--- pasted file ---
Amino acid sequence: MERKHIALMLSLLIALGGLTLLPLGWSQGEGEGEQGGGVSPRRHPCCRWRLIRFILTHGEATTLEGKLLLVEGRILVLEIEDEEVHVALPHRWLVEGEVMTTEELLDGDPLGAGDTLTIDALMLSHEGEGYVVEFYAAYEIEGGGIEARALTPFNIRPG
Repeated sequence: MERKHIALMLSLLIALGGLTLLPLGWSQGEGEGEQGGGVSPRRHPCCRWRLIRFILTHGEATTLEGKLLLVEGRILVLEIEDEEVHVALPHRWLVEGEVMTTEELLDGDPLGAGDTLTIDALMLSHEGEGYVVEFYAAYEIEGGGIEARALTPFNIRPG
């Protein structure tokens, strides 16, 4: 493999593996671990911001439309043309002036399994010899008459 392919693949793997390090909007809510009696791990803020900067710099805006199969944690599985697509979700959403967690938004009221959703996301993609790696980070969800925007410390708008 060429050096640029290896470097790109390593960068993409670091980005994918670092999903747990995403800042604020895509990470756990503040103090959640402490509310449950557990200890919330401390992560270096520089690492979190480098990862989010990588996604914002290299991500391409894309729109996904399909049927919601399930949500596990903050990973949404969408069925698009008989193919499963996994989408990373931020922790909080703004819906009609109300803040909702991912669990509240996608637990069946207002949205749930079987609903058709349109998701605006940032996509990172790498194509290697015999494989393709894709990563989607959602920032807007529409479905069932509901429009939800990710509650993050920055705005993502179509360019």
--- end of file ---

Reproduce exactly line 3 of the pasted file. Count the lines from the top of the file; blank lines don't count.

């Protein structure tokens, strides 16, 4: 493999593996671990911001439309043309002036399994010899008459 392919693949793997390090909007809510009696791990803020900067710099805006199969944690599985697509979700959403967690938004009221959703996301993609790696980070969800925007410390708008 060429050096640029290896470097790109390593960068993409670091980005994918670092999903747990995403800042604020895509990470756990503040103090959640402490509310449950557990200890919330401390992560270096520089690492979190480098990862989010990588996604914002290299991500391409894309729109996904399909049927919601399930949500596990903050990973949404969408069925698009008989193919499963996994989408990373931020922790909080703004819906009609109300803040909702991912669990509240996608637990069946207002949205749930079987609903058709349109998701605006940032996509990172790498194509290697015999494989393709894709990563989607959602920032807007529409479905069932509901429009939800990710509650993050920055705005993502179509360019």